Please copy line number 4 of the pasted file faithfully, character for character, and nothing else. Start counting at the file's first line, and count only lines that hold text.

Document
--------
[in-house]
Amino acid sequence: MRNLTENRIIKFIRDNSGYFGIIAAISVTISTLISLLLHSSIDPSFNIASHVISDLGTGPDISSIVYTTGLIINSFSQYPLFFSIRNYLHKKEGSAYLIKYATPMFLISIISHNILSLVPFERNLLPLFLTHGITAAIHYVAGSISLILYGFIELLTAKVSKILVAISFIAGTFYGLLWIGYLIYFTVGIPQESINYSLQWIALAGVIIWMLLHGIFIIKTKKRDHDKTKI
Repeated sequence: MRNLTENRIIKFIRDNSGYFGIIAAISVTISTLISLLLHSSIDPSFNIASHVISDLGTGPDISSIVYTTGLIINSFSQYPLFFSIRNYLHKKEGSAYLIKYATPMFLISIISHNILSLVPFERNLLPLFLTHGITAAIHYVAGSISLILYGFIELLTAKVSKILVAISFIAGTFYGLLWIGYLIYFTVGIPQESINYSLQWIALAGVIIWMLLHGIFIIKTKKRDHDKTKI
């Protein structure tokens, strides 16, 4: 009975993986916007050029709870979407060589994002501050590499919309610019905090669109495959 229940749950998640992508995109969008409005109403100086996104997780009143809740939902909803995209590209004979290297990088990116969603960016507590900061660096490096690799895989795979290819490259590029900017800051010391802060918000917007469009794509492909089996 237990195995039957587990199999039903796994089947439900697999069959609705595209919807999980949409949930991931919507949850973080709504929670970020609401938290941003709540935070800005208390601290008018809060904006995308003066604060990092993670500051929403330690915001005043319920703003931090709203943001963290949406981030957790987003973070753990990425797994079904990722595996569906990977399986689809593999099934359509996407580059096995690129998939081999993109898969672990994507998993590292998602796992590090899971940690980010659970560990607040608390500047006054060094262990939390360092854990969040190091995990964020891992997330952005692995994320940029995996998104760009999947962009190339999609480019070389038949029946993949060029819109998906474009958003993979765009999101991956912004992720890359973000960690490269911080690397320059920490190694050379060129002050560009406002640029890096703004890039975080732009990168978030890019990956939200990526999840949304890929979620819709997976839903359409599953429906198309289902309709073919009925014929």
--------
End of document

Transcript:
């Protein structure tokens, strides 16, 4: 009975993986916007050029709870979407060589994002501050590499919309610019905090669109495959 229940749950998640992508995109969008409005109403100086996104997780009143809740939902909803995209590209004979290297990088990116969603960016507590900061660096490096690799895989795979290819490259590029900017800051010391802060918000917007469009794509492909089996 237990195995039957587990199999039903796994089947439900697999069959609705595209919807999980949409949930991931919507949850973080709504929670970020609401938290941003709540935070800005208390601290008018809060904006995308003066604060990092993670500051929403330690915001005043319920703003931090709203943001963290949406981030957790987003973070753990990425797994079904990722595996569906990977399986689809593999099934359509996407580059096995690129998939081999993109898969672990994507998993590292998602796992590090899971940690980010659970560990607040608390500047006054060094262990939390360092854990969040190091995990964020891992997330952005692995994320940029995996998104760009999947962009190339999609480019070389038949029946993949060029819109998906474009958003993979765009999101991956912004992720890359973000960690490269911080690397320059920490190694050379060129002050560009406002640029890096703004890039975080732009990168978030890019990956939200990526999840949304890929979620819709997976839903359409599953429906198309289902309709073919009925014929």